EUTwinsS: Twins with Schizophrenia

Institute for Response-Genetics, University of Zurich

Head: Prof. Dr. Hans H. Stassen

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Jena, Germany
London, UK
Utrecht, Netherlands
Amsterdam, Netherlands
Barcelona, Spain
Bonn, Germany
Heidelberg, Germany
Szeged, Hungary
Zurich, Switzerland


Marie Curie Action:

Etiology of Major Psychiatric Disorders

Little is known about the etiology of major psychiatric disorders, and a diagnostic differentiation based on biological markers or objective laboratory methods is currently not available. Only incomplete treatments are in use and there is no cure in the majority of cases. Pharmacological treatment, though effective, is unsatisfactory because (1) a large proportion of patients (35% - 45%) exhibit a refractory clinical picture, and (2) treatment response cannot be predicted in the individual patient for currently available antipsychotics and antidepressants.

Genetic Predisposition: Vulnerability and Resilience

Evidence from twin, family and adoption studies suggests that, ultimately, genetic markers may represent the most important trait-like characteristics in the etiology of major psychiatric disorders. However, genetic predisposition appears to vary across patients and to "explain" no more than 25% to 60% of the observed phenotypic variance, depending on the onset of illness, severity of illness, and long-term course of clinical syndromes.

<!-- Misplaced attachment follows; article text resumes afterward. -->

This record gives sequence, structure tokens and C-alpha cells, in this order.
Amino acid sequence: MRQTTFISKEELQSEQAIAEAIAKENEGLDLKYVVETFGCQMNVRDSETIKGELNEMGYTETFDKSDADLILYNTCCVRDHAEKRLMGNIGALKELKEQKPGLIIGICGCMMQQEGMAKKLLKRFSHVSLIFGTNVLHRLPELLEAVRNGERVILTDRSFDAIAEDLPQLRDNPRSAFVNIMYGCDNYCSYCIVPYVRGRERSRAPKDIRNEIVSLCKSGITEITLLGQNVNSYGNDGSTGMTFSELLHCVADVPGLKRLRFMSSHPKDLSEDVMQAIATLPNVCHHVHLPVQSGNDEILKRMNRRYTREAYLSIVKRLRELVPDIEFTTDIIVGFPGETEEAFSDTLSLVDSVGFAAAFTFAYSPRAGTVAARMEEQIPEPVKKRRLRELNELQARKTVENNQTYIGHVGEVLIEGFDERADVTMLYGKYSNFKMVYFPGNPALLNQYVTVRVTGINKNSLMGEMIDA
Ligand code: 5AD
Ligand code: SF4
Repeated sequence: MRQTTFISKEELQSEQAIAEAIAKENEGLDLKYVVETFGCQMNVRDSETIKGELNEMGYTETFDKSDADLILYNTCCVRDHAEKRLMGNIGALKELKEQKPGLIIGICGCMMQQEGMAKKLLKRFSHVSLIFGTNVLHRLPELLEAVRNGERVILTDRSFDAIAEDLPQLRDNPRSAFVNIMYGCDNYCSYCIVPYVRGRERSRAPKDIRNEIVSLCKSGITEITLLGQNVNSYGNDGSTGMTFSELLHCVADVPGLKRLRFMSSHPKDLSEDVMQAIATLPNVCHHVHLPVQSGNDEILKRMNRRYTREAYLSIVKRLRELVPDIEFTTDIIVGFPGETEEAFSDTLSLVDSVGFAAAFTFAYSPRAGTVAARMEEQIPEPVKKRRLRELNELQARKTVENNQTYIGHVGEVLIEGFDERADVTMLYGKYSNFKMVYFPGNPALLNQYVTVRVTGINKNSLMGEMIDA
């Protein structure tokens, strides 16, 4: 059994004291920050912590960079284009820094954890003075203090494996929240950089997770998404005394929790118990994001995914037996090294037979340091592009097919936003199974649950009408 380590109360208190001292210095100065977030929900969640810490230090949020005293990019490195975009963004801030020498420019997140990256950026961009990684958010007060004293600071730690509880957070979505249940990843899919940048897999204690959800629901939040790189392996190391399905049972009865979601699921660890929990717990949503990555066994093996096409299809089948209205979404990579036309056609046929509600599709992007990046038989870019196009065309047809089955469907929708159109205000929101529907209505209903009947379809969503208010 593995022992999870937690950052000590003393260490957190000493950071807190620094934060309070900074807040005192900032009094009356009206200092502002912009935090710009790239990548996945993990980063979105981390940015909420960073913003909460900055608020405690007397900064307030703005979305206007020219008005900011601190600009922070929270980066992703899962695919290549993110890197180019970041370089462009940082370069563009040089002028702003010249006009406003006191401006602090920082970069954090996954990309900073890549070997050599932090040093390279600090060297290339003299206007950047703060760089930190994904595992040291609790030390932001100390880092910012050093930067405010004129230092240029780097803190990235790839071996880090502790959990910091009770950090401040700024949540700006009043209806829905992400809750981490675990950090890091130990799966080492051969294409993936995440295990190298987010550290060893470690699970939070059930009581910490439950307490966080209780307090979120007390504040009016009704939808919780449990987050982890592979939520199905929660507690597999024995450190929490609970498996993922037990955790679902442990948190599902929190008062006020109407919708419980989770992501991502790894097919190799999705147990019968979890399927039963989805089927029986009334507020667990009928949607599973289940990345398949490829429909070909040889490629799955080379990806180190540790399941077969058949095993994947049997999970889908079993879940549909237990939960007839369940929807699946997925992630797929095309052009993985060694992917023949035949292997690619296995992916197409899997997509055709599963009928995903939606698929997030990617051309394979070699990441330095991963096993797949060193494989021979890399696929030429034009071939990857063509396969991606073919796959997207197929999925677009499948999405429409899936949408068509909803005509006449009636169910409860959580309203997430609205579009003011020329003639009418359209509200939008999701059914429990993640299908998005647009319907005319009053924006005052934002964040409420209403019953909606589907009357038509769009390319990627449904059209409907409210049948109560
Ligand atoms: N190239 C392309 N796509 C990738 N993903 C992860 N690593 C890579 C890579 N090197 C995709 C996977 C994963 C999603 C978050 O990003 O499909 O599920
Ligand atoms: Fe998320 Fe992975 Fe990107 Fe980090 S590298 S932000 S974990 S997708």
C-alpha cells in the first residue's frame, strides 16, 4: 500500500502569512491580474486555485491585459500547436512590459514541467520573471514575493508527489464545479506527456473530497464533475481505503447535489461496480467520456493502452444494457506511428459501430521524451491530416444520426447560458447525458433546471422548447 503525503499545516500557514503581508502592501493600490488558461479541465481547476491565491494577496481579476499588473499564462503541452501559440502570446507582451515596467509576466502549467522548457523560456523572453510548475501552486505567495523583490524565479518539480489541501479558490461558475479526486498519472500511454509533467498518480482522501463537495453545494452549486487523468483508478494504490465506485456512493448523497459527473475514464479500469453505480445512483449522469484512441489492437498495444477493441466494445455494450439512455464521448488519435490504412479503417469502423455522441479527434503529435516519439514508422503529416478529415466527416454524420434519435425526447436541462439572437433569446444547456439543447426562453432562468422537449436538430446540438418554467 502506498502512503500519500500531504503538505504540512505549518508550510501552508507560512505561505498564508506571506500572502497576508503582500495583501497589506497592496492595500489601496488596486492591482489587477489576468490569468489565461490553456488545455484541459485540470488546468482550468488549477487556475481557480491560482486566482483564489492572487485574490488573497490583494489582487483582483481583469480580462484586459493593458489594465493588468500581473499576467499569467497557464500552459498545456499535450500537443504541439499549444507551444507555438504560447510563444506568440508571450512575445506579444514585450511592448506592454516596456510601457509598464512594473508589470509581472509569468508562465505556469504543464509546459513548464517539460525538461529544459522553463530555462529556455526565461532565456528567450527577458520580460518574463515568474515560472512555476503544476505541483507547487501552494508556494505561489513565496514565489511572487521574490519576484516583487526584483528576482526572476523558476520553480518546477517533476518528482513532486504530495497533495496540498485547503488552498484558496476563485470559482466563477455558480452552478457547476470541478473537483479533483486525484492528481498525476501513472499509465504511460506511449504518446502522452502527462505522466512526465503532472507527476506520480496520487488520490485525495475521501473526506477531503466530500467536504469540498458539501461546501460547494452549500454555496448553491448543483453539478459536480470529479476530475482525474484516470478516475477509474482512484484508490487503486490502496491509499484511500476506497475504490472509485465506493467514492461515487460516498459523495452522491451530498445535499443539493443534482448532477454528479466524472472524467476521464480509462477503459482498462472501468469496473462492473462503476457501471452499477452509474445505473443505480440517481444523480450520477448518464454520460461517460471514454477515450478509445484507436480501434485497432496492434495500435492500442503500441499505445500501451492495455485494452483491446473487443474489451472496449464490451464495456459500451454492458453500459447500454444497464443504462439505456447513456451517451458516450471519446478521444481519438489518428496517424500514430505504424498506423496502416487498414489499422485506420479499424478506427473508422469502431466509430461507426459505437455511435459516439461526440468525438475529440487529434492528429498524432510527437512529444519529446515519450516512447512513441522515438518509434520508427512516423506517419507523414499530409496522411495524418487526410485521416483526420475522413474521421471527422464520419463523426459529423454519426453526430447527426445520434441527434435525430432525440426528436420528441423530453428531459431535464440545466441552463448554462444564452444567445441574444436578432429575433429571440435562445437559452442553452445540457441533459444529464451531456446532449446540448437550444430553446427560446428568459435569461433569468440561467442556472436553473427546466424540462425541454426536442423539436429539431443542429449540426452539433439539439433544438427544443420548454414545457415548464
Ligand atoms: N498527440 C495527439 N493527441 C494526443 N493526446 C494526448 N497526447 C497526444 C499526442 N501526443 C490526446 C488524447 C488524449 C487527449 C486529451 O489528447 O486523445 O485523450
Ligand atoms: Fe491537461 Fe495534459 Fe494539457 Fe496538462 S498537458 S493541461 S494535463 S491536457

The Twin Approach to Studying Genetic versus Non-Genetic Factors

Like all complex traits and illnesses, psychiatric disorders are influenced by multiple genes as well as multiple non-genetic factors. The genetic component's magnitude correlates with the severity of underlying syndromes and may vary from 10-70%. There is no single "biogenic imbalance" that causes psychiatric disorders. Rather, the complex interplay between several self-regulating, intrinsic/endogenous subsystems, upon which the organism can "normally" rely, becomes distorted, for whatever reasons. This situation is evident in monozygotic twins who share identical genomes but remain discordant over a lifetime for severe psychiatric disorders, such as schizophrenia. No more than 55% of monozygotic (mz) and 15% of dizygotic (dz) co-twins are concordant for schizophrenia. This raises the intriguing question why mz co-twins who shared the same environment have a 3.7-fold higher risk to both suffer from schizophrenic disorders, compared to dz co-twins raised together.

vSpacer Twins Discordant for Schizophrenia
For quantitative traits, the within-pair concordances in mz twins lie in the interval [0-1] and are normally distributed, ranging from "extremely discordant" to "perfectly concordant". Mean values can be as high as 0.99 (finger ridge count). For body weight, the mean value is somewhere in the middle at 0.65, thus indicating a major influence of environmental factors. Mean values and variances are strongly correlated: the higher the mean value the smaller the variance [Lykken and Stassen: data of 1,300 dz and 1,434 mz twin pairs].
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